Value Vacation

Posted by on Jul 5, 2009 in Success!Ezine For You



E. Carol Webster, Ph.D.
Original Copyright © 2009

Times have been unusually stressful for employees because of the recession. They’re doing more than ever with less staff and resources, and worry constantly that they may be the next to get the ax. Help them de-stress. Insist that they take time off to vacation. But, back your words with actions that demonstrate your commitment to this. Allow them to unplug from the office so they can truly use their vacation time to relax and rejuvenate.

  • Leave Employees Alone While They’re Away

It has become common practice to expect employees to call into the office while on vacation or, at the very least, to scan voice mail, email, and text messages in case any “urgent” business has come up. Why is this? Who is so indispensable that they can’t be spared for a week or two? And what does this say about your management effectiveness if the business can’t function unless everyone is always plugged in? Your staff needs the time to rest. They need time just to have fun. And so do you. So show greater regard for the psychological and physical well-being of the people who make your business successful and let them truly vacation. Stop and ask yourself why you’re contacting them before you dial or press “SEND”. What’s the worst that will happen if the matter is not handled until they return or if someone else takes care of it in their absence? If it’s not going to be the end of the world — leave them alone.

  • Give Employees Time to Catch Up When They Return

If you truly want your staff to de-stress and to enjoy their time off, don’t give them mixed messages that suggest that they use their time off to catch up on paperwork, projects, and other tasks that can be taken along on vacation in their briefcase or laptop. Accept that they will need time to do these things when they return, as well as to wade through all the new things that have piled up on their desk since they left. If appropriate for your industry, allow the office to ramp down a bit during the traditionally slow summer season so that everyone can finally get around to those odds and ends that had to be pushed aside because of other priorities. Encourage people to use this time to enjoy their professional journals, to attend association meetings, and engage in other activities that help them grow. These activities spark creativity, encourage best practices, and generally help your company to be experienced as a psychologically healthy place to work, rather than a sweatshop. And this helps your bottom-line.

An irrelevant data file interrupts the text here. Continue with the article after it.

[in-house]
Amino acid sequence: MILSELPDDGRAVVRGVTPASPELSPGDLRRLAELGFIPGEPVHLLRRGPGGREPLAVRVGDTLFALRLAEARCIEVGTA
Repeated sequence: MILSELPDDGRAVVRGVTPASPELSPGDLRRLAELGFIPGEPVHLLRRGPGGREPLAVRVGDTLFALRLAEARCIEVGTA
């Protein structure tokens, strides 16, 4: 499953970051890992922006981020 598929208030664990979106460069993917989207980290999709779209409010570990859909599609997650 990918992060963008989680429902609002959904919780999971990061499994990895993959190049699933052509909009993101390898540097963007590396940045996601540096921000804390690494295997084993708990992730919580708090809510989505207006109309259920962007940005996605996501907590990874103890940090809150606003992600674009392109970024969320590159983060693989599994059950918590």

• Encourage Employees to Identify Tentative Dates for Future Time Off

Set a positive tone about the value of vacation. Make it okay for employees to plan ahead. Encourage them to select tentative dates. And model this behavior by scheduling your own away dates so that they can be announced. Your staff shouldn’t feel guilty about thinking about their next break from work. Knowing that they will be taking time off at some specific date in the future will help spur them on during high stress periods. The buildup of tension can be moderated with the self-reminder that there’s an endpoint on the horizon. Getting these plans in advance will also help you anticipate and manage workplace needs more effectively so that the business can run smooth enough to enable employees to unplug while on vacation.

Vacation time should be restorative for your staff. Enable them to use the time for self-care and enjoyment. They will appreciate you all the more for doing so, and will reward you many times over through their refreshed workplace performance and commitment.


About the Author:

Dr. E. Carol Webster is a clinical psychologist consultant in Fort Lauderdale, FL.
She is author of the book for those dealing with the stress of success ―
Success Management: How to Get to the Top and Keep Your Sanity Once You Get There,

The Fear of Success: Stop It From Stopping You! ―
the book to help you overcome fears that may be holding you back in your life and career
The Private Practice of Clinical Psychology in: Voices of Historical & Contemporary Black American Pioneers
To contact Dr. Webster visit online at or call 954.797.9766.

E. Carol Webster, Ph.D.
Clinical Psychology Consulting
Mailing Address: 7027 West Broward Boulevard, #262  Fort Lauderdale, FL 33317

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